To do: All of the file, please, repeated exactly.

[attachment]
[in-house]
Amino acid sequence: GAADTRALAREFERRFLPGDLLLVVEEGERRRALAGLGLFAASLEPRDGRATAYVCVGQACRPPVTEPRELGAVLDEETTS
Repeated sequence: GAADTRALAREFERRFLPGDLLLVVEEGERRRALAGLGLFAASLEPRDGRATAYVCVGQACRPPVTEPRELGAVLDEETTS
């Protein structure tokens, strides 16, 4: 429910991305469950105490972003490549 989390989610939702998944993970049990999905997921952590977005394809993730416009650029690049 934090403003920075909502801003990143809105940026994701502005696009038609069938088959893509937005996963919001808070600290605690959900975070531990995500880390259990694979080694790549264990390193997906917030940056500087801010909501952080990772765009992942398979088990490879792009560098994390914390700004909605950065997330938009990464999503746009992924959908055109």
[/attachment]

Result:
[in-house]
Amino acid sequence: GAADTRALAREFERRFLPGDLLLVVEEGERRRALAGLGLFAASLEPRDGRATAYVCVGQACRPPVTEPRELGAVLDEETTS
Repeated sequence: GAADTRALAREFERRFLPGDLLLVVEEGERRRALAGLGLFAASLEPRDGRATAYVCVGQACRPPVTEPRELGAVLDEETTS
């Protein structure tokens, strides 16, 4: 429910991305469950105490972003490549 989390989610939702998944993970049990999905997921952590977005394809993730416009650029690049 934090403003920075909502801003990143809105940026994701502005696009038609069938088959893509937005996963919001808070600290605690959900975070531990995500880390259990694979080694790549264990390193997906917030940056500087801010909501952080990772765009992942398979088990490879792009560098994390914390700004909605950065997330938009990464999503746009992924959908055109």